Life in Rahm’s Chicago. He had the school closing plans in his drawers all along.


“Unless my staff has a hidden drawer somewhere where they’ve got numbers in there, we don’t have a number,” schools CEO Barbara Byrd-Bennett said in November.

Apparently somebody took them out of Rahm’s drawers and leaked them to the Chicago Tribune.

Rahm is such a liar.

The internal document, prepared at a time when school leaders faced a December deadline to make their decisions public, lays out multiple scenarios for closing neighborhood schools and adding privately run charters — a key component of Emanuel’s plans for improving public education. Chicago Teachers Union members, aldermen and other charter school critics have accused the administration of favoring the charters while depriving schools in poor neighborhoods of needed improvements.

The document discusses how to deal with public reaction to school closing decisions, with ideas ranging from establishing “a meaningful engagement process with community members” to building a “monitoring mechanism to ensure nimble response to opposition to proposed school actions.”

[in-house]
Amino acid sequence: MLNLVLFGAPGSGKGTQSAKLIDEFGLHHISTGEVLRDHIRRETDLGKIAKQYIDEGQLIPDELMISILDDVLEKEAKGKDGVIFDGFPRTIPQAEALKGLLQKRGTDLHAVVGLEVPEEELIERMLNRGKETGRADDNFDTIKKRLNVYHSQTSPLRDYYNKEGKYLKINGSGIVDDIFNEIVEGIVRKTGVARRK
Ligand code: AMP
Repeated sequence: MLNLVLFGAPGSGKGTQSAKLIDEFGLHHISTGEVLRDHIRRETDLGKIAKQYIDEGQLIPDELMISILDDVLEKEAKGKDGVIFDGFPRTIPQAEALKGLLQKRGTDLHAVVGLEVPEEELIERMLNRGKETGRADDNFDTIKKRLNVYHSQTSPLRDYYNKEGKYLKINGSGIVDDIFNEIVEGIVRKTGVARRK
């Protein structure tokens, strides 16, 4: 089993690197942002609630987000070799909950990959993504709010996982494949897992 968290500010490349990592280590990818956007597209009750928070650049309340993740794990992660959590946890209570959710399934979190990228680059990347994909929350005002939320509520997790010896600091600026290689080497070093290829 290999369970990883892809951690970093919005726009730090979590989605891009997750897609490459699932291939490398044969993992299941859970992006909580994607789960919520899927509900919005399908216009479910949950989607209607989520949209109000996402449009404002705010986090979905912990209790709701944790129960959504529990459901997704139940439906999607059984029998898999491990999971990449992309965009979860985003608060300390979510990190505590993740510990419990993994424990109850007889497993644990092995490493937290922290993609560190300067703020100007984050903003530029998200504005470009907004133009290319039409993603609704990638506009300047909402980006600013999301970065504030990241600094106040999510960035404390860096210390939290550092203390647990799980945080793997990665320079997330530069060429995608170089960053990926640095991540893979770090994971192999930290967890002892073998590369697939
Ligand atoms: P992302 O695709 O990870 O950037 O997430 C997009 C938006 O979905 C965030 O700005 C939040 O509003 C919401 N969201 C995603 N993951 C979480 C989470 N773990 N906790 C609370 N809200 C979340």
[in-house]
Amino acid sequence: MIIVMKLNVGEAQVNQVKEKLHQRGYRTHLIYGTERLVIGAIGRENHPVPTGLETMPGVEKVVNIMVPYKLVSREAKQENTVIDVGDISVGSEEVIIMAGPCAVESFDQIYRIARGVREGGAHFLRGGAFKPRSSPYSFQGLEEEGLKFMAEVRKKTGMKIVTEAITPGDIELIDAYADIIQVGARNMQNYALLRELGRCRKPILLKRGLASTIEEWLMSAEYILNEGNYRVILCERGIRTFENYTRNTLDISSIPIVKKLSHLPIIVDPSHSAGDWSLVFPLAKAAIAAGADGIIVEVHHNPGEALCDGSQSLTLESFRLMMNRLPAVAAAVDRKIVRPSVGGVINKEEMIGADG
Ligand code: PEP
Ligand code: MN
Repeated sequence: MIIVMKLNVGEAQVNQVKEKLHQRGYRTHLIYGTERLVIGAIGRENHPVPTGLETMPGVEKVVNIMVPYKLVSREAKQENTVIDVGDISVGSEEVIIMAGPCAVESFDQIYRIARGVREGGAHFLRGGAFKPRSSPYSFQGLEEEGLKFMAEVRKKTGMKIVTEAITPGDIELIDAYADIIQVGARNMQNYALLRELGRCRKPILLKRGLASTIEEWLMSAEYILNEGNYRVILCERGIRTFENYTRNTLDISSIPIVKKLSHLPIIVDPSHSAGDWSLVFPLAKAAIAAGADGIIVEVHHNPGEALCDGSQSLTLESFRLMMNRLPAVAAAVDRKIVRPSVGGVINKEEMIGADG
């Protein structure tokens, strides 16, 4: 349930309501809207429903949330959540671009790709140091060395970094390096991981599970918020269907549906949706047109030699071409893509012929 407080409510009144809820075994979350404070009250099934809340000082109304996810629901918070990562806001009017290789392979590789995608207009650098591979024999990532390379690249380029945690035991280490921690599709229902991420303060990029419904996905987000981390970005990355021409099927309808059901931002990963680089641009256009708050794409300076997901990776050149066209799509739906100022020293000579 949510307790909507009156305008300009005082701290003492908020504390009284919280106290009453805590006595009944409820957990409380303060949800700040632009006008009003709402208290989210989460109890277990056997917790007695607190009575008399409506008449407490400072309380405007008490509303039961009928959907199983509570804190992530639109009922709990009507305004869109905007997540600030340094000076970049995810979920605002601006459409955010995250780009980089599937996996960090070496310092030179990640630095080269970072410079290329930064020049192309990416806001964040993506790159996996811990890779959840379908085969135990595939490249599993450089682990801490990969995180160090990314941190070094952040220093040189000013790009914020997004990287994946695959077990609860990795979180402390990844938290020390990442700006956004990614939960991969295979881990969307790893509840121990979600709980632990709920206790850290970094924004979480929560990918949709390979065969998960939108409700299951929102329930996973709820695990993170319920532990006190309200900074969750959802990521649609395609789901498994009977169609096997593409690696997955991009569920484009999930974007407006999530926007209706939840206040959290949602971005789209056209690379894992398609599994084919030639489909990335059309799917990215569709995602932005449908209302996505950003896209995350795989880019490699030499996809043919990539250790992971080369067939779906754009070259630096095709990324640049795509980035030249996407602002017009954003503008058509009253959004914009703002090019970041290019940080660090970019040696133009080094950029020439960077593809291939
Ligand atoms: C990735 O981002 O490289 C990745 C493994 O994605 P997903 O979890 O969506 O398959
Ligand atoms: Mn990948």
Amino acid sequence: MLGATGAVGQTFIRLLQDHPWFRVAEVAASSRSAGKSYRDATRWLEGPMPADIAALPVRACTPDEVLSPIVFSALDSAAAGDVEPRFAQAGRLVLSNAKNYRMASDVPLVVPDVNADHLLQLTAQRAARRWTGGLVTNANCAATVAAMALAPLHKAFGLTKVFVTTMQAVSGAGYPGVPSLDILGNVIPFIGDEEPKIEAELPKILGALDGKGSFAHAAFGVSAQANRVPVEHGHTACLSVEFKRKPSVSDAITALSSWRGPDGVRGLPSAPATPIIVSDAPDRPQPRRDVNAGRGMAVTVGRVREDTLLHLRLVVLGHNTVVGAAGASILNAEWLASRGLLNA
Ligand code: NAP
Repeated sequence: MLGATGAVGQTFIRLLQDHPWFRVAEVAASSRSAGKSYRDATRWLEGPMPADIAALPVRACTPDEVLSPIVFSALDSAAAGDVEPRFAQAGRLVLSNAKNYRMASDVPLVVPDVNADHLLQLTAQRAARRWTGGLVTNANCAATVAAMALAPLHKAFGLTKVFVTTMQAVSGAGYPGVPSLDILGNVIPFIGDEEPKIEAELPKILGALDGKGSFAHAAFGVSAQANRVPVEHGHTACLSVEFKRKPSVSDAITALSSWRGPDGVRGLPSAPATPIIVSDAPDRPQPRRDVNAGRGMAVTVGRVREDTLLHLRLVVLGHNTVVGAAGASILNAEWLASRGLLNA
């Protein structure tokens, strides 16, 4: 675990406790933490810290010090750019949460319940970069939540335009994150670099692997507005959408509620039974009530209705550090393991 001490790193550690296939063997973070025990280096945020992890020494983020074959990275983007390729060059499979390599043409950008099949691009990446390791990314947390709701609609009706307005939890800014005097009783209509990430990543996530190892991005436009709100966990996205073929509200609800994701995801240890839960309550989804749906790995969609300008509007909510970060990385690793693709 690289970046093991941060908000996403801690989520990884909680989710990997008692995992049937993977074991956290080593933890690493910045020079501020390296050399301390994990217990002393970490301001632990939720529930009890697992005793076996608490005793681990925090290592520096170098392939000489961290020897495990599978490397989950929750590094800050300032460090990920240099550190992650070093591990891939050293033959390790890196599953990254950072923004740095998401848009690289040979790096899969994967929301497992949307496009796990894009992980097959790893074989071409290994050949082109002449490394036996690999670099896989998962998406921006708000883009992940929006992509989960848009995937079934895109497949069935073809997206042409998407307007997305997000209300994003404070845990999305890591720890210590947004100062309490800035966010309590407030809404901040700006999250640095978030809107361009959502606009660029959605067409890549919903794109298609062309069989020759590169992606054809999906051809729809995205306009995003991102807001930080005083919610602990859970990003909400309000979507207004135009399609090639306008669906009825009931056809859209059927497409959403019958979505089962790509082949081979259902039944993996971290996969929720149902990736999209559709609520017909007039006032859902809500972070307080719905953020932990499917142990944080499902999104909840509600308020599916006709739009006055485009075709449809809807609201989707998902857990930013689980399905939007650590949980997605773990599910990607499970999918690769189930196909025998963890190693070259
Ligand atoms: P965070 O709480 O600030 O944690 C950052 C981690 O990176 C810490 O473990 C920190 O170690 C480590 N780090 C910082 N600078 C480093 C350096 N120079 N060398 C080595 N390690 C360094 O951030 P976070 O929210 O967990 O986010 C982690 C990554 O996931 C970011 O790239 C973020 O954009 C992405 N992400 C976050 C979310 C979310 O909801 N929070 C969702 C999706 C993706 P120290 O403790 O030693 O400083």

Becky Carroll, CPS press flack, responded with a not-so-nimble response.

“In terms of whatever document you have, I don’t care when it’s dated, as of today there’s no list and there’s no plan,” Carroll said. “Maybe there were multiple, different scenarios passed around at some point, I don’t know, but there’s no list of schools.

“No plan.” “Maybe.” “I don’t know.”


The document outlines strategy on the thorny issue of adding up to 20 charter schools a year at the same time it is closing neighborhood schools.

While the report says charters are “a core prong of CPS’s academic improvement strategy,” it also acknowledges the district will face criticism if it adds charter schools in the first year while also eliminating district-run schools.

To avoid that “perceived inconsistency,” the report states that the district cannot add so many charters when it is selling school closings as a way to address CPS’ fiscal crisis.

As the Trib points out, the board will meet today to approve only four charters. Nobody can no doubt that there will be more down the line.

Just look in Rahm’s drawers.

One Reply to “Life in Rahm’s Chicago. He had the school closing plans in his drawers all along.”

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